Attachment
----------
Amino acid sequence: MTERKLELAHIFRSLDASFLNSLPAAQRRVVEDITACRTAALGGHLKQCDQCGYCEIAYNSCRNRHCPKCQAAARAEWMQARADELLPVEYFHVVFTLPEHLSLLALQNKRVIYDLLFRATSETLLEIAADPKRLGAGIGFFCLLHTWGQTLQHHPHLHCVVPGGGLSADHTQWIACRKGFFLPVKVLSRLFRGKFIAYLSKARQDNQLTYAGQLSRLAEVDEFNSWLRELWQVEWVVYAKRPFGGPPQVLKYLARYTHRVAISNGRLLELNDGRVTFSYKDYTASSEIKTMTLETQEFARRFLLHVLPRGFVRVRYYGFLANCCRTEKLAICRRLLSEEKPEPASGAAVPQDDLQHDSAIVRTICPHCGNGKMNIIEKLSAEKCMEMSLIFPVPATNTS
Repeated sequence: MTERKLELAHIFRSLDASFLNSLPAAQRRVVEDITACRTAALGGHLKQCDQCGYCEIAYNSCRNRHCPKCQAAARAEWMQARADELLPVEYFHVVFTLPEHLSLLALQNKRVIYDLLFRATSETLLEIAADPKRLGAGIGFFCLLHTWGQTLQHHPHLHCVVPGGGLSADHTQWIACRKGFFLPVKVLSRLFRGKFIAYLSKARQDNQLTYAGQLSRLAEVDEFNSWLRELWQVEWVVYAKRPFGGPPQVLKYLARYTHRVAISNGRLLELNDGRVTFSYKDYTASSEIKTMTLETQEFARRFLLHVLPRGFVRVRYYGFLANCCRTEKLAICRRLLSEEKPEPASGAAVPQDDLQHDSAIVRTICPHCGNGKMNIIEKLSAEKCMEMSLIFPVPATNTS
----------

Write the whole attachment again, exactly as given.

Amino acid sequence: MTERKLELAHIFRSLDASFLNSLPAAQRRVVEDITACRTAALGGHLKQCDQCGYCEIAYNSCRNRHCPKCQAAARAEWMQARADELLPVEYFHVVFTLPEHLSLLALQNKRVIYDLLFRATSETLLEIAADPKRLGAGIGFFCLLHTWGQTLQHHPHLHCVVPGGGLSADHTQWIACRKGFFLPVKVLSRLFRGKFIAYLSKARQDNQLTYAGQLSRLAEVDEFNSWLRELWQVEWVVYAKRPFGGPPQVLKYLARYTHRVAISNGRLLELNDGRVTFSYKDYTASSEIKTMTLETQEFARRFLLHVLPRGFVRVRYYGFLANCCRTEKLAICRRLLSEEKPEPASGAAVPQDDLQHDSAIVRTICPHCGNGKMNIIEKLSAEKCMEMSLIFPVPATNTS
Repeated sequence: MTERKLELAHIFRSLDASFLNSLPAAQRRVVEDITACRTAALGGHLKQCDQCGYCEIAYNSCRNRHCPKCQAAARAEWMQARADELLPVEYFHVVFTLPEHLSLLALQNKRVIYDLLFRATSETLLEIAADPKRLGAGIGFFCLLHTWGQTLQHHPHLHCVVPGGGLSADHTQWIACRKGFFLPVKVLSRLFRGKFIAYLSKARQDNQLTYAGQLSRLAEVDEFNSWLRELWQVEWVVYAKRPFGGPPQVLKYLARYTHRVAISNGRLLELNDGRVTFSYKDYTASSEIKTMTLETQEFARRFLLHVLPRGFVRVRYYGFLANCCRTEKLAICRRLLSEEKPEPASGAAVPQDDLQHDSAIVRTICPHCGNGKMNIIEKLSAEKCMEMSLIFPVPATNTS